WHO director general is in Lebanon today and tomorrow to vet the country’s “unprecedented complex crisis”. In August, dozens of cancer patients protested in front of the UN offices. For Caritas director Fr Abboud, the basic problem is “corruption” in a nation “plundered” by politicians. Yet, hope lives on, as does solidarity.
Beirut (AsiaNews) – In Lebanon “there are no medicines” and many “knock on the doors of Caritas” in search of help, especially for life-saving drugs, said Fr Michel Abboud, president of Caritas Lebanon.
“We do what we can,” he told AsiaNews, trying to find them through various channels, including foreign ones, “but it is a difficult undertaking” because “they cost a lot”.
Lebanon’s health system has reached “catastrophic” levels. Through mainstream and social media, Fr Michel is appealing “for aid”.
Some patients on ventilators “died because power outages shut down the machines. People have told us some sad stories about relatives, stories that have remained private.”
“Many drugs do not arrive and if they do, they are not stocked or they cost an arm and a leg,” Fr Michel explained.
"Many chronically ill people turn to Caritas for medications against hypertension or diabetes. We have no anti-cancer drugs so cancer patients are dying waiting for treatment. There are also no basic vaccines for children.”
Some people travel to Turkey, but there the drugs are often too expensive, crushing all hope.
“We see more and more people coming to Lebanon from abroad, landing at airports with suitcases full of medicines for relatives and friends.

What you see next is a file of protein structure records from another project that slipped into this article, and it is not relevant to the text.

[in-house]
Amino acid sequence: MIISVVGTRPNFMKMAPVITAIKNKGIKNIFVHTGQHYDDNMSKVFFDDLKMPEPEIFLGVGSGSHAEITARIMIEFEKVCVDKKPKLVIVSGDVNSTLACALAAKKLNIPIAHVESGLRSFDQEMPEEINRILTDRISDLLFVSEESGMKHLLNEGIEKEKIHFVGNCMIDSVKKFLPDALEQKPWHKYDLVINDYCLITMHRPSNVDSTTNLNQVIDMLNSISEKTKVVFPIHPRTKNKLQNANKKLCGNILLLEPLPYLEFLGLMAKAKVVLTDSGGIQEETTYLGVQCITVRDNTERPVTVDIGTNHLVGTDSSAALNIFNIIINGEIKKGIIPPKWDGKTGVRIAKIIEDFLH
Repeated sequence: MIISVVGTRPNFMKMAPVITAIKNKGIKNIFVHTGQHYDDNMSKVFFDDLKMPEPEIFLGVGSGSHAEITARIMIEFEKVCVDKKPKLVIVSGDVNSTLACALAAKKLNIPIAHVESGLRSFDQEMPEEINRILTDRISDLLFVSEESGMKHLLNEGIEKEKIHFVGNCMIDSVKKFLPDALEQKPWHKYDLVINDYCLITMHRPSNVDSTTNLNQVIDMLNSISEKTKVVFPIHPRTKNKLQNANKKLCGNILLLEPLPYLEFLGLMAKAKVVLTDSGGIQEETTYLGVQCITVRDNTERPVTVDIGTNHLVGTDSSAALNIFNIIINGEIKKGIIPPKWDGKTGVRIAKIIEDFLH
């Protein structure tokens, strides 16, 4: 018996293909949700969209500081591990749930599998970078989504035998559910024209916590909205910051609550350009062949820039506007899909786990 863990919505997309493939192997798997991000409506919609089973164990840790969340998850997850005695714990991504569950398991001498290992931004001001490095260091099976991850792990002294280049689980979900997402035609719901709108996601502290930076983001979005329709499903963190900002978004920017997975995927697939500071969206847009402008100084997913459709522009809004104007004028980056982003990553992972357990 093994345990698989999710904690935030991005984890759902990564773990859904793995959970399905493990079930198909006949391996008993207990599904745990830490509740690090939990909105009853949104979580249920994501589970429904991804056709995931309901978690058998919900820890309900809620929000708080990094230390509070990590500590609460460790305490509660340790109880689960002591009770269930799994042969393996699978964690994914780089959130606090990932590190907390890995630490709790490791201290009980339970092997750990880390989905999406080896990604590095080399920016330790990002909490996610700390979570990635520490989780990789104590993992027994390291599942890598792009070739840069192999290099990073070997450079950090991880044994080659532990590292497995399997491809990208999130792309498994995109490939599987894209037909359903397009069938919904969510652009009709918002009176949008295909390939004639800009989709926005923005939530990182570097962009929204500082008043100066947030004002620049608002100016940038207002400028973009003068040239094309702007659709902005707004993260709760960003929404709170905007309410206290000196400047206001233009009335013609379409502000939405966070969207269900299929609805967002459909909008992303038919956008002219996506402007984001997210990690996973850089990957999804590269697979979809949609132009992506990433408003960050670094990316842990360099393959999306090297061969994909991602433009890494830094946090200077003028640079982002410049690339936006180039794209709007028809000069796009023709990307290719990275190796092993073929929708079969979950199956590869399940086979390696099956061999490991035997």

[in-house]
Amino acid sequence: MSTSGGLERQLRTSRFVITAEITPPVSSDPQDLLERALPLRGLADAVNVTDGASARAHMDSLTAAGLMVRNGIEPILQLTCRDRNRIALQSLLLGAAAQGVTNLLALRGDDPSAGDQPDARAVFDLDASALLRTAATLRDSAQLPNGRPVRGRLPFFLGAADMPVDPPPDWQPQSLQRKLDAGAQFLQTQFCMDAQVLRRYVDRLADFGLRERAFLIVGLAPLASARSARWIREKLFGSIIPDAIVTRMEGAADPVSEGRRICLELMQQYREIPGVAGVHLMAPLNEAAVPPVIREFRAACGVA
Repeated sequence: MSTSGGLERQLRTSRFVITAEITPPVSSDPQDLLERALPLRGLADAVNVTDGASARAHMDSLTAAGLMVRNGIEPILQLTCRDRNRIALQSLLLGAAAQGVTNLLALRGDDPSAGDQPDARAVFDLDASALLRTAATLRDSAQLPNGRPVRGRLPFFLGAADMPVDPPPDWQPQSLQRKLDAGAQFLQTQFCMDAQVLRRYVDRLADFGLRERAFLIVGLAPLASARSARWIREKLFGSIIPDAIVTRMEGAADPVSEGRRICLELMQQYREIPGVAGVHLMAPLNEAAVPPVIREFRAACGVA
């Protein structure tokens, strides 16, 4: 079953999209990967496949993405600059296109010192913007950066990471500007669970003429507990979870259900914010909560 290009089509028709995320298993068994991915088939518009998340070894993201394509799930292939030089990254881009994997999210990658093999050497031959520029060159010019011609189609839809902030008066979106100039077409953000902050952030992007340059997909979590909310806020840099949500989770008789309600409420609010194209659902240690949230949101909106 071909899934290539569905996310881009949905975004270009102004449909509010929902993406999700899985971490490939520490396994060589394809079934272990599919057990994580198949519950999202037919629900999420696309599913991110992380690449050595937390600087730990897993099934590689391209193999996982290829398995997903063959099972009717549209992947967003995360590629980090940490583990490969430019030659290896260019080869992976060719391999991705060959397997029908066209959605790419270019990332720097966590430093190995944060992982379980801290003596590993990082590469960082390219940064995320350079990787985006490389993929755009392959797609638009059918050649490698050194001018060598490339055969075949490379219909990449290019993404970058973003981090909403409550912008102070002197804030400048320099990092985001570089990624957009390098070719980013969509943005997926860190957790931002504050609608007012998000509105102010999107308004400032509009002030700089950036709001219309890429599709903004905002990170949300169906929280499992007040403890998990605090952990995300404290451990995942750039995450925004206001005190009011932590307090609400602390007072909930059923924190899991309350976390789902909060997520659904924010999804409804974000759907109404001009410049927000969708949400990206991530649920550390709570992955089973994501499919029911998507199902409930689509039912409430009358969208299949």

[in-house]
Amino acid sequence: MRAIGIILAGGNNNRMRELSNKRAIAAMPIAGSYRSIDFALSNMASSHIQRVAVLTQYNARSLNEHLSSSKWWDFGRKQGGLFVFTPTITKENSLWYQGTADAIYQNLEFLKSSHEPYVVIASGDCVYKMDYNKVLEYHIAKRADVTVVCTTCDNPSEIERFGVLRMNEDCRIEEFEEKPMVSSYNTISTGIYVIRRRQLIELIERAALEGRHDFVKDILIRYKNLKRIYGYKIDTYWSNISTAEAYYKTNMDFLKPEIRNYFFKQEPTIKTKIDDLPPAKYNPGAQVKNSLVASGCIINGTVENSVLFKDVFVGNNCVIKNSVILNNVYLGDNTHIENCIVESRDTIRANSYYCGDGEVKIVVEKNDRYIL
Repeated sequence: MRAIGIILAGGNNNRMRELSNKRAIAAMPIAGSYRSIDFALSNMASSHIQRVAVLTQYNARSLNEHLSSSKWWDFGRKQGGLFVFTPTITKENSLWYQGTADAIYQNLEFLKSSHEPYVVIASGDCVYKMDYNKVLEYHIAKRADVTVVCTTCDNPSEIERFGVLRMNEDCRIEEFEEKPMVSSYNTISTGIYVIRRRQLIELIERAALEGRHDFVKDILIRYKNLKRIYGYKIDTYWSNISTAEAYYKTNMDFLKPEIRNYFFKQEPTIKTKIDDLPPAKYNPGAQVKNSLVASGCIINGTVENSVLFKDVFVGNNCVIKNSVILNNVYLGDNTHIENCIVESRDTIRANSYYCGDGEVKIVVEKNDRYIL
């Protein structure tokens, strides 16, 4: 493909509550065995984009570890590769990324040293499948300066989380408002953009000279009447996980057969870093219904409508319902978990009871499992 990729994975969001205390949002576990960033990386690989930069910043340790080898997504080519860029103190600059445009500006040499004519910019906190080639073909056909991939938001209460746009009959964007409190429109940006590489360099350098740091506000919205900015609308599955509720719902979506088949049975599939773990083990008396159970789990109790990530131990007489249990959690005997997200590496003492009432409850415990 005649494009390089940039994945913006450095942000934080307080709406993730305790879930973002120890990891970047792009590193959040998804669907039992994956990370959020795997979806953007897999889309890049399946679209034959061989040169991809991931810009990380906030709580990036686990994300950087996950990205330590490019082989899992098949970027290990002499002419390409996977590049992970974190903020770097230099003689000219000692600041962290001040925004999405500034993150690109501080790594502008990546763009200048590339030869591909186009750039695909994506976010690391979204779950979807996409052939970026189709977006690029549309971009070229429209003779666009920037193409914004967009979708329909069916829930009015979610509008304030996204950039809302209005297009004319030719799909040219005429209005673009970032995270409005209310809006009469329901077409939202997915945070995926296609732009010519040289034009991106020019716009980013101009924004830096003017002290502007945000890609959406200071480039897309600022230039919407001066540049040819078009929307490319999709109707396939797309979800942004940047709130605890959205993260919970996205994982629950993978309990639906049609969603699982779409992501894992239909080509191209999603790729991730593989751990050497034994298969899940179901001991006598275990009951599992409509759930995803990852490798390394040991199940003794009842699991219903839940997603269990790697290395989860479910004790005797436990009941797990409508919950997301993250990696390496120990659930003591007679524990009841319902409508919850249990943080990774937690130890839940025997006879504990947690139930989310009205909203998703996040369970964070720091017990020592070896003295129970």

“We do not yet know the extent of this, how many Lebanese have died from lack of treatment, but, we ourselves have tried to assess it by looking at changes in the mortality rate. Meanwhile, we try to do what we can, providing solar panels or batteries to power ventilators.”
World Health Organisation (WHO) Director-General Tedros Adhanom Ghebreyesus and WHO’s regional director for the Eastern Mediterranean Ahmed Al Mandhari are on an official two-day visit to the country today and tomorrow.
Their agenda includes meetings with high level officials and a stop at the renovated Central Drug Warehouse, which was destroyed by the explosion at the Port of Beirut on 4 August 2020.
In a statement, the UN health agency said that Lebanon is experiencing an “unprecedented complex crisis, that has serious repercussions on the health system” and on the health of “an already vulnerable population.”
For the Mideast nation, this is one of its worst economic crises in 150 years, caused by decades of corruption and mismanagement by political leaders who have piled on the country debts and debts and done very little or nothing to support the local economy.
The nation is largely dependent on imports, which are now unsustainable after the local currency lost 90 per cent of its value since 2019 leaving the central bank's reserves dry.
In August, dozens of cancer patients held a rally in front of the UN offices in Beirut, calling for international aid.
“Everything is linked to corruption because Lebanon is not a poor country,” Fr Michel explained. Instead, “the country’s rulers have plundered and impoverished it. COVID-19 and the port explosion are great tragedies, but the primary causes are to be found elsewhere.”
The new government announced last week "is a source of hope", but it must be judged on its actions, not words. Hopefully, it might “change something” or at least “stop” the descent into the abyss.
For its part, Caritas has launched several initiatives, including acquiring medicines and providing treatment for the needy.
“We are going to villages with Egyptian doctors offering free cataract operations, over a hundred in a short period of time,” the Caritas director said, “but there are thousands who want one. Some people have been waiting two years for an operation.”
In a final plea, Fr Michel noted: “We must hold on and be united, maintain hope so that one day this crisis can be put behind us.”